by ʇolɐǝz ǝɥʇ qoq

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When we do an AutoFocus Micro Adjustment session, the general opinion is to set the focusing target at 25 x focal length (or somewhere in the range of 5-50 x focal length).

Why is so? What happens if we "disobey"?

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No idea and actually never heard of that. More important is that I have seen lenses have different focus errors depending on the distance, so I try to calibrate at a typical distance. If it is a macro lens for example, I put the chart close. – Itai Jan 17 '13 at 14:01
up vote 2 down vote accepted

Two reasons. The first is that the distance is more-or-less in the middle of the lens's focus range. Too close to nominal infinity (which is very easy to get to with short lenses) and you won't be able to accurately determine the point of focus on the calibration scale, so you want to make sure the target is close enough. If you're too close to the target you may find that focus errors cover the whole visible scale. 5 to 50 times focal length is a pretty wide range to work with.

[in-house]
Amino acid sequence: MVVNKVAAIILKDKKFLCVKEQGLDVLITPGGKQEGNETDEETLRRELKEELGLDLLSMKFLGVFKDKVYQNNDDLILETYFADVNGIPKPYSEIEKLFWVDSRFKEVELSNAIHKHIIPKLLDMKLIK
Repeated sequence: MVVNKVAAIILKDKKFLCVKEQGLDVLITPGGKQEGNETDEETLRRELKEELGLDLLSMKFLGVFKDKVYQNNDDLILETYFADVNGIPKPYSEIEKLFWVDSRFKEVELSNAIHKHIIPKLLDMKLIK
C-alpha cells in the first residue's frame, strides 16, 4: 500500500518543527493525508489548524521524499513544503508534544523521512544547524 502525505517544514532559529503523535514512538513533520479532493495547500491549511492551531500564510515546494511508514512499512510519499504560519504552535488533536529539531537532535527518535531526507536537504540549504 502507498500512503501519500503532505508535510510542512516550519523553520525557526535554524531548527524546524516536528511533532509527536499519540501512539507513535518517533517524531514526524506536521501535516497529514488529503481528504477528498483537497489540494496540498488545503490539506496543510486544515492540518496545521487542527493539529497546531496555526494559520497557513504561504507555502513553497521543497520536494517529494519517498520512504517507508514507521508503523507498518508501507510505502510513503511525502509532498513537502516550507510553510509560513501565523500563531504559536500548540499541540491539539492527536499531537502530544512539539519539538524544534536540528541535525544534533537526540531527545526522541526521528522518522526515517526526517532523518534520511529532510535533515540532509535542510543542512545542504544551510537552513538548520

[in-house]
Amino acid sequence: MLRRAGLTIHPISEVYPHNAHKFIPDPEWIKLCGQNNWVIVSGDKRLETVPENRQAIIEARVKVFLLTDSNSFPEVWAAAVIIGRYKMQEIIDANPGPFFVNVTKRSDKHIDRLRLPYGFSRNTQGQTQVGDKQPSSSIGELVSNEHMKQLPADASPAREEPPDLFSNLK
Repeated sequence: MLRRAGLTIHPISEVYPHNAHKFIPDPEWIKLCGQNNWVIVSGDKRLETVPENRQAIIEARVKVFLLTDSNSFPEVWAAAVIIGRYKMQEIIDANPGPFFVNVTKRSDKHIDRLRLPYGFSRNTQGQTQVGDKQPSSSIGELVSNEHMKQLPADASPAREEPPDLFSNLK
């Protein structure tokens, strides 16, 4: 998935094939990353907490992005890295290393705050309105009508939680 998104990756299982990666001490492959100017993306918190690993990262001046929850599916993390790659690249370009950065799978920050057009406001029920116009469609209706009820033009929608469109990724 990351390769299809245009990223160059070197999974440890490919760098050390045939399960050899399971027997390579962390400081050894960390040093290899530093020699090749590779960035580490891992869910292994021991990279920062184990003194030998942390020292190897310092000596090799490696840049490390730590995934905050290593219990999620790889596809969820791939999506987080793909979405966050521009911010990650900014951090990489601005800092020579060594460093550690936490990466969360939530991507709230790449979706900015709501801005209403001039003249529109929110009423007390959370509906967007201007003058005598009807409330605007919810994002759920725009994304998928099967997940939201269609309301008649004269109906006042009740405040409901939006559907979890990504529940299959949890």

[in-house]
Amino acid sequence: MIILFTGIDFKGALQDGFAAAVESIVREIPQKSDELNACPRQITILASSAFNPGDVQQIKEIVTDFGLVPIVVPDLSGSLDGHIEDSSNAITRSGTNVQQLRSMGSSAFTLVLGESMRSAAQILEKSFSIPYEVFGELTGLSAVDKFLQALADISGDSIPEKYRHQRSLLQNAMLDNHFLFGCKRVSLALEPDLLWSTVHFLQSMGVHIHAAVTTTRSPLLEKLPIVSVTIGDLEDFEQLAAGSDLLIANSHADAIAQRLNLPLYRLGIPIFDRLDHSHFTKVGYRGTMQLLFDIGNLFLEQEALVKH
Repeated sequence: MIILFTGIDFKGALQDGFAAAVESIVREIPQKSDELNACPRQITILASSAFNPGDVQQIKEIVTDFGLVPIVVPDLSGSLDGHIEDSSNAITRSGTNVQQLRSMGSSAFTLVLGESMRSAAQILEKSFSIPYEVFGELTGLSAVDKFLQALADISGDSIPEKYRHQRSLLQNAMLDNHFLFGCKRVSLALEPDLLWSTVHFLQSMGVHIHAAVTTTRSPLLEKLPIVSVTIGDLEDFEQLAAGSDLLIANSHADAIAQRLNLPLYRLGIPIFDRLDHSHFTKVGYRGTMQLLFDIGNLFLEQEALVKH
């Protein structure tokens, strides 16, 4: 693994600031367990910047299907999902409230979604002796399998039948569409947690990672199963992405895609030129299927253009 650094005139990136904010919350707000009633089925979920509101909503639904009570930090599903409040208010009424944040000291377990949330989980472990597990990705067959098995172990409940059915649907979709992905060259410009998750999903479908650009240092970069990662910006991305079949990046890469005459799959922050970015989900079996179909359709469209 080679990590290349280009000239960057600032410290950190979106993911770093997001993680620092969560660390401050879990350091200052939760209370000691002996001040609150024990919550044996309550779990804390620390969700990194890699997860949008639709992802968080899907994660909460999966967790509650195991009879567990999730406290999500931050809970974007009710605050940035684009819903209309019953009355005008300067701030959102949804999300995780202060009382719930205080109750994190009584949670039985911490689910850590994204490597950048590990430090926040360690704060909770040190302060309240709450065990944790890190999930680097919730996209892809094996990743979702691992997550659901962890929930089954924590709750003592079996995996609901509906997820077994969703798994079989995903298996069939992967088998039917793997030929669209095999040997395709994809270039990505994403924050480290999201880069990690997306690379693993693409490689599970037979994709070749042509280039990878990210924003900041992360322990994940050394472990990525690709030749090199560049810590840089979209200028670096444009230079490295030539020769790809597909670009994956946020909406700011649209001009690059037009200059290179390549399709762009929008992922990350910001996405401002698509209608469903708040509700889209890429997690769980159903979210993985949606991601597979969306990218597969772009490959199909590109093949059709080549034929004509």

Second, it really helps if the scale is about the right size in the image. If you're too far away for the focal length, the scale will be too small, and the markers will be difficult to read. If you're too close, you'll either crop out the scale or have to recompose off of the focus target to be able to see the scale, and that movement kind of invalidates the calibration.

It's not about optical science or anything weird like that, it's just a practical way of using the equipment.

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